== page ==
Career

Becoming a high-value care physician

‘Culture shift’ comes from collective efforts


 

It’s Monday morning, and Mrs. Jones still has abdominal pain. Your ward team decides to order a CT. On chart review you notice she’s had three other abdominal CTs for the same indication this year. How did this happen? What should you do?

Dr. Mary Lacy, University of New Mexico, Albuquerque

Dr. Mary Lacy

High-value care has been defined by the Institute of Medicine as “the best care for the patient, with the optimal result for the circumstances, delivered at the right price.”1 With an estimated $700 billion dollars – 30% of medical expenditures – spent on wasted care, there are rising calls for a transformational shift.2

You are now asked to consider not just everything you can do for a patient, but also the benefits, harms, and costs associated with those choices. But where to start? We recommend that trainees integrate these tips for high-value care into their routine practice.

1. Use evidence-based resources that highlight value

A great place to begin is the “Six Things Medical Students and Trainees Should Question,” originally published in Academic Medicine and created by Choosing Wisely Canada™. Recommendations range from avoiding tests or treatments that will not change a patient’s clinical course to holding off on ordering tests solely based on what you assume your preceptor will want (see the full list in Table 1).3

Dr. Celine Goetz, Rush University Medical Center, Chicago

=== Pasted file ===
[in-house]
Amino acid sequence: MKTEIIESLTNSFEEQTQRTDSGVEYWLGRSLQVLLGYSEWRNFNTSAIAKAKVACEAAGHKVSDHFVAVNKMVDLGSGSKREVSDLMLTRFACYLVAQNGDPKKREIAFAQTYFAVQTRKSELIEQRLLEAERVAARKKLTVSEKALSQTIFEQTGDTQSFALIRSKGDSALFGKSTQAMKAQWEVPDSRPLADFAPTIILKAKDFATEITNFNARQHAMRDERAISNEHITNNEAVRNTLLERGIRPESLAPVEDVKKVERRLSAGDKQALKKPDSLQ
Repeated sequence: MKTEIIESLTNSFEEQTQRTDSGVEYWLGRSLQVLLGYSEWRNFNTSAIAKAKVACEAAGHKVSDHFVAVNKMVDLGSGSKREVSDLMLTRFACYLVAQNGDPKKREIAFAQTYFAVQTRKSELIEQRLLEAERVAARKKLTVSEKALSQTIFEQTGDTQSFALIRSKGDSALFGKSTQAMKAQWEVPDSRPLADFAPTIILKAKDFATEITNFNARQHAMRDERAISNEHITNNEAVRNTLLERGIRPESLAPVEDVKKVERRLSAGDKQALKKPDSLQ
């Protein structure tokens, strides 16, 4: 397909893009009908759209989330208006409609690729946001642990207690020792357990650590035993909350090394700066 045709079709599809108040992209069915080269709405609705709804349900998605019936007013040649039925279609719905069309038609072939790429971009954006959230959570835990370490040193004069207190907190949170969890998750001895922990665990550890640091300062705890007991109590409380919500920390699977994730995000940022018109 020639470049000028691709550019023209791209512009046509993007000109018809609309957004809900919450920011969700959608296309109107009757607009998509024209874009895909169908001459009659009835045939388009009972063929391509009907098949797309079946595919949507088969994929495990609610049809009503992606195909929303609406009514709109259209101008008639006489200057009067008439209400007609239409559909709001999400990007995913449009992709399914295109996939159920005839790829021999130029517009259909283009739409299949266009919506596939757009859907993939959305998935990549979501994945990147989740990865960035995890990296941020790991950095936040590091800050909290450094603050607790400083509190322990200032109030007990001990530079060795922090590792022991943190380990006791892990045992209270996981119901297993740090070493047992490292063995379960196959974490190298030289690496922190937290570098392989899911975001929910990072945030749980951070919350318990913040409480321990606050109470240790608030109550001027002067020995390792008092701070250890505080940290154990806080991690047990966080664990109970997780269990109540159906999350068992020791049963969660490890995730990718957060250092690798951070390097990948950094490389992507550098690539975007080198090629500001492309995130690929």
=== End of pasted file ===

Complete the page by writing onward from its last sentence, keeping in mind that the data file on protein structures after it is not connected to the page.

Dr. Celine Goetz

Other ways to avoid low-value care include following the United States Choosing Wisely campaign, which has collected more than 500 specialty society recommendations. Likewise, the American College of Radiology Appropriateness Criteria are designed to assist providers with ordering the appropriate imaging tests (for a more extensive list see Table 2).

2. Express your clinical reasoning

One driver of health care expenditures that is especially prevalent in academia is the pressure to demonstrate knowledge by recommending extensive testing. While these tests may rule out obscure diagnoses, they often do not change management.

You can still demonstrate a mastery of your patients’ care by expressing your thought process overtly. For instance, “I considered secondary causes of the patient’s severe hypertension but felt it was most reasonable to first treat her pain and restart her home medications before pursuing a larger work-up. If the patient’s blood pressure remains elevated and she is hypokalemic, we could consider testing for hyperaldosteronism.” If you explain why you think a diagnosis is less likely and order tests accordingly, others will be encouraged to consider value in their own medical decision making.

3. Hone your communication skills

One of the most cited reasons for providing unnecessary care is the time required to discuss treatment plans with patients – it’s much faster to just order the test than to explain why it isn’t needed. Research, however, shows that these cost conversations take 68 seconds on average.4 Costs of Care (see Table 2) has an excellent video series that highlights how effective communication allows for shared decision making, which promotes both patient engagement and helps avoid wasteful care.

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